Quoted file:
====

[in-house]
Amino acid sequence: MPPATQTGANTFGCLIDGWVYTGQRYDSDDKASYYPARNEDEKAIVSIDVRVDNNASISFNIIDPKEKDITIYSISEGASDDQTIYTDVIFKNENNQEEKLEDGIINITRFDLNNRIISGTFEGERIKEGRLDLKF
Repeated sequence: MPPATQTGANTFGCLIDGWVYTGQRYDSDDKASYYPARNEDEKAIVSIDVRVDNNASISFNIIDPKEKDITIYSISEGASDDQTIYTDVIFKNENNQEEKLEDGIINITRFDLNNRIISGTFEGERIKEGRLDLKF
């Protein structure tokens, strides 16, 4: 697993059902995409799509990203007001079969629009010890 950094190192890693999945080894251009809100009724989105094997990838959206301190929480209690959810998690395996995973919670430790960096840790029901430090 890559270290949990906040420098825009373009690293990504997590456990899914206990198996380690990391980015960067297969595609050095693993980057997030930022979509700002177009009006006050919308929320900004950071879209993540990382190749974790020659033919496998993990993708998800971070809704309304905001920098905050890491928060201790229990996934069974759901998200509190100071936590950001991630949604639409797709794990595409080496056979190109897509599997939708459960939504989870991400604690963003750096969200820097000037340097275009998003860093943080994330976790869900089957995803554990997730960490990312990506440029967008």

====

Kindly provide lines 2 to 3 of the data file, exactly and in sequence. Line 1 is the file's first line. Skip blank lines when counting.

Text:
Amino acid sequence: MPPATQTGANTFGCLIDGWVYTGQRYDSDDKASYYPARNEDEKAIVSIDVRVDNNASISFNIIDPKEKDITIYSISEGASDDQTIYTDVIFKNENNQEEKLEDGIINITRFDLNNRIISGTFEGERIKEGRLDLKF
Repeated sequence: MPPATQTGANTFGCLIDGWVYTGQRYDSDDKASYYPARNEDEKAIVSIDVRVDNNASISFNIIDPKEKDITIYSISEGASDDQTIYTDVIFKNENNQEEKLEDGIINITRFDLNNRIISGTFEGERIKEGRLDLKF